403(b) Curriculum Library


SECURE Act Deep-Dive: Annuities

The SECURE Act, in addition to increasing access to tax-advantaged retirement plan accounts, is also aimed at preventing Americans from outliving their assets. Thus, the legislation opens the door for annuities that offer guaranteed income in retirement through various annuity-friendly provisions.

The History of Annuities

An annuity is a type of investment that pays a fixed stream of income to an individual in retirement. Annuities have existed in their present form for a few decades. At one point, they were the exclusive investment available in 403(b) plans and remain prominent in these plans today. Despite their usage in 403(b) plans, they are far less popular in 401(k) plans.

Annuities have a well-deserved reputation for being expensive and having fees that are difficult to understand. The overhead expenses for private insurers to administer annuities, pay commissions to the people who sell them, and enjoy a profit margin, is estimated to be between 30 and 40%. Despite these issues, many participants value the idea of having a lifetime income stream, and there are insurers who provide cost-competitive annuity contracts.

The SECURE Act Provisions

The SECURE Act provisions related to annuities make it likely that annuities will become more prevalent for those who do not already have them in their plan. We explore the potential impact of each of the annuity-related SECURE Act provisions below.

Statement Illustration of Lifetime Income

The first annuity-related provision is the requirement for an estimate of lifetime annuity income to appear on participant statements. Currently, these illustrations are limited to recordkeeping websites. Unfortunately, many employees ignore their statements altogether. However, those who do pay attention tend to be closer to retirement age, and these individuals may be more receptive to the retirement “paycheck” an annuity benefit has to offer.

It is unlikely that this provision will lead to a large number of plans adopting annuities; however, it is likely to lead to more participant demand. It is important to note that a participant can always use his/her retirement account balance to purchase an annuity outside of the plan. The true measure of these illustrations’ impact will not be known for some time, as the provision does not become effective until 12-months after the Department of Labor (DOL) issues guidance in this regard.

Provider Selection Safe Harbor

The second provision calls for a provider selection safe harbor for plan sponsors who wish to add a lifetime income annuity option to their plans. Given the reputation of annuities, plan sponsors who had not previously adopted them were often reluctant to do so, as there was no specific provision to help them understand whether their annuity provider selection process was prudent from a fiduciary perspective. With the new provision, currently in effect, as long as the plan sponsor follows the safe harbor, which includes a thorough search of insurance companies (presumably via an RFP, although the language is not that specific), a consideration of costs vs. benefits, and written representations from the insurer regarding licensing, solvency, etc., the plan sponsor will satisfy ERISA’s fiduciary requirements. Of these three annuity-related provisions, this one is likely to be the most impactful with respect to plan sponsors adding annuities to their retirement plans.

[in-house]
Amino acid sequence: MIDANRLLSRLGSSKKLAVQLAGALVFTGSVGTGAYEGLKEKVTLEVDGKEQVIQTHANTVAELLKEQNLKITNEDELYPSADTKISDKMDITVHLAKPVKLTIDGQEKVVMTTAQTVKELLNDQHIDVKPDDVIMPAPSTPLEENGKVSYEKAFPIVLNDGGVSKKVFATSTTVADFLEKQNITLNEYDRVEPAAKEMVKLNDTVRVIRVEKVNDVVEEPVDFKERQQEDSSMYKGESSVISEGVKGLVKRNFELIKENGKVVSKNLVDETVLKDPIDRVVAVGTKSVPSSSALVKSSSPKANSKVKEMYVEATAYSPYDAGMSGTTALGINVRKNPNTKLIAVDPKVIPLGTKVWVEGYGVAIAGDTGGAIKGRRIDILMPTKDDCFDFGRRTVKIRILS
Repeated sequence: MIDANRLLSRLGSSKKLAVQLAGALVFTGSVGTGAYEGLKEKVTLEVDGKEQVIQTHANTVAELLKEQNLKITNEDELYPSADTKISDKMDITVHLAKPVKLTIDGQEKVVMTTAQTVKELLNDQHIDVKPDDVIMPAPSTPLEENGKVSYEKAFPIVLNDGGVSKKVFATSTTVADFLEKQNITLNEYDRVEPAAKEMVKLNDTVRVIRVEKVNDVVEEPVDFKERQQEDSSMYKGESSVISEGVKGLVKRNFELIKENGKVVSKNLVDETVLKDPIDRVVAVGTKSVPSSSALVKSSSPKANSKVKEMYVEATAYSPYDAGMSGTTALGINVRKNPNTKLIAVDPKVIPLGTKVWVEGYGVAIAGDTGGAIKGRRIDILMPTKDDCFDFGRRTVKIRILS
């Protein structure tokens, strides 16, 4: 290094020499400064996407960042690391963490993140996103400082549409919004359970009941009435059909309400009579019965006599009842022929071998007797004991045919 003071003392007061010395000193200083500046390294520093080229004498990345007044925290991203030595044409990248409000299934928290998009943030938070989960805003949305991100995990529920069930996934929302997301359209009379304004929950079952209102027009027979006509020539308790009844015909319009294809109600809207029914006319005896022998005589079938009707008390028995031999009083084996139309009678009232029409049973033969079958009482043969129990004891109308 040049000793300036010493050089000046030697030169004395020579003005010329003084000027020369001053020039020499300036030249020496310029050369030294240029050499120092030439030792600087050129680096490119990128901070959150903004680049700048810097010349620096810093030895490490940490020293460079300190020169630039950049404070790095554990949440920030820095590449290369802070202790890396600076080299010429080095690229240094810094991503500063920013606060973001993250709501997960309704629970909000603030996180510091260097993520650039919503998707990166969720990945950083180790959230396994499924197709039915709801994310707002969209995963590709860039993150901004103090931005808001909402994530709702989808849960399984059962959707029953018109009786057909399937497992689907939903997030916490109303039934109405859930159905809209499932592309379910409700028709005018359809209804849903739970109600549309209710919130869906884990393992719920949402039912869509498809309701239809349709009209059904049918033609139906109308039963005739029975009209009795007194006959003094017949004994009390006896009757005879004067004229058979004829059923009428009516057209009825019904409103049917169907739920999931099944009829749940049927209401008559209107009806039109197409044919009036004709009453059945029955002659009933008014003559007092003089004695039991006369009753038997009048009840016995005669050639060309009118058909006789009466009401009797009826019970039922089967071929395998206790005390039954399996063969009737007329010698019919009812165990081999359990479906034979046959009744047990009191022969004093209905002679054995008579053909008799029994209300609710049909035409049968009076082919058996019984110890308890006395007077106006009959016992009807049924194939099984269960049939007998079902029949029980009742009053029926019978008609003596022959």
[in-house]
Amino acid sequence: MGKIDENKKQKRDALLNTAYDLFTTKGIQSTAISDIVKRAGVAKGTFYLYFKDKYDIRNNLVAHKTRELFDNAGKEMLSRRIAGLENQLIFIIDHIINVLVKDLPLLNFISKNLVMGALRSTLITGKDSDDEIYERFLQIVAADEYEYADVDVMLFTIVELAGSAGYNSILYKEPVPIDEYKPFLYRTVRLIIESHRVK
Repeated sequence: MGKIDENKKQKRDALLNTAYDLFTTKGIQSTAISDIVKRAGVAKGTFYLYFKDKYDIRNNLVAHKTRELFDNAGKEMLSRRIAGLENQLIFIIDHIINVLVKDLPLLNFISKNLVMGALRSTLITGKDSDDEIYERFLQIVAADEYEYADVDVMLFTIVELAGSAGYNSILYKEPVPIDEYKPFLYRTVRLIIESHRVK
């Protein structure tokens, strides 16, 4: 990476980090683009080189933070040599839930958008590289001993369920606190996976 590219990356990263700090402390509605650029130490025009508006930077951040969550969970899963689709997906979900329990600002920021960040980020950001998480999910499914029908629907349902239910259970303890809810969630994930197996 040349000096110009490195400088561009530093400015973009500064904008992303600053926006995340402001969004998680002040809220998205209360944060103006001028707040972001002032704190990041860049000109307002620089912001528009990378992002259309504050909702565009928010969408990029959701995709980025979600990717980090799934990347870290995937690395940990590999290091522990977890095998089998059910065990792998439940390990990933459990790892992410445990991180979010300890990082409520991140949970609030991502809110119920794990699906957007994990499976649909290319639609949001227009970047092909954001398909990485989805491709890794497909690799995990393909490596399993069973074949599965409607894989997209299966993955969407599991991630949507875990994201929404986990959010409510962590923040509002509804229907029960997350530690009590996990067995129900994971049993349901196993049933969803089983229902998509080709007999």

Continuance of Lifetime Income Annuity Options

The third annuity-related provision of the SECURE Act allows for the continuance of lifetime income annuity options outside of a retirement plan, should a retirement plan discontinue. This provision is already in effect. While allowing individuals to continue an annuity option on his/her own is certainly participant-friendly, it is unlikely to factor into an employer’s decision whether to add an annuity contract to the plan. Additionally, while employers often consider how to rid their plan of an annuity option without causing participant disruption, they are generally not thinking about that when determining whether to add one in the first place.

Where do We Go From Here?

There’s an old saying that annuities are sold, not bought. Thus, taken together, these annuity-friendly provisions will likely add fuel to the marketing machine that is behind many annuity products. However, the SECURE Act provisions do not address the primary reasons why annuities are unpopular with plan participants: high fees (aside from the cost vs. benefit analysis clause of the annuity provider selection safe harbor), lack of fee transparency, and complexity. Until these core issues are addressed, it is unlikely that the prevalence of annuities will dramatically increase.

For a comprehensive look at the SECURE Act provisions, please click here. Stay up to date with the SECURE Act by visiting the Knowledge Center on our website or following Cammack Retirement on LinkedIn or Twitter.

Note: This feature is to provide general information only, does not constitute legal advice, and cannot be used or substituted for legal or tax advice. Opinions expressed are those of the author, and do not necessarily represent the opinions of Cammack Retirement Group.

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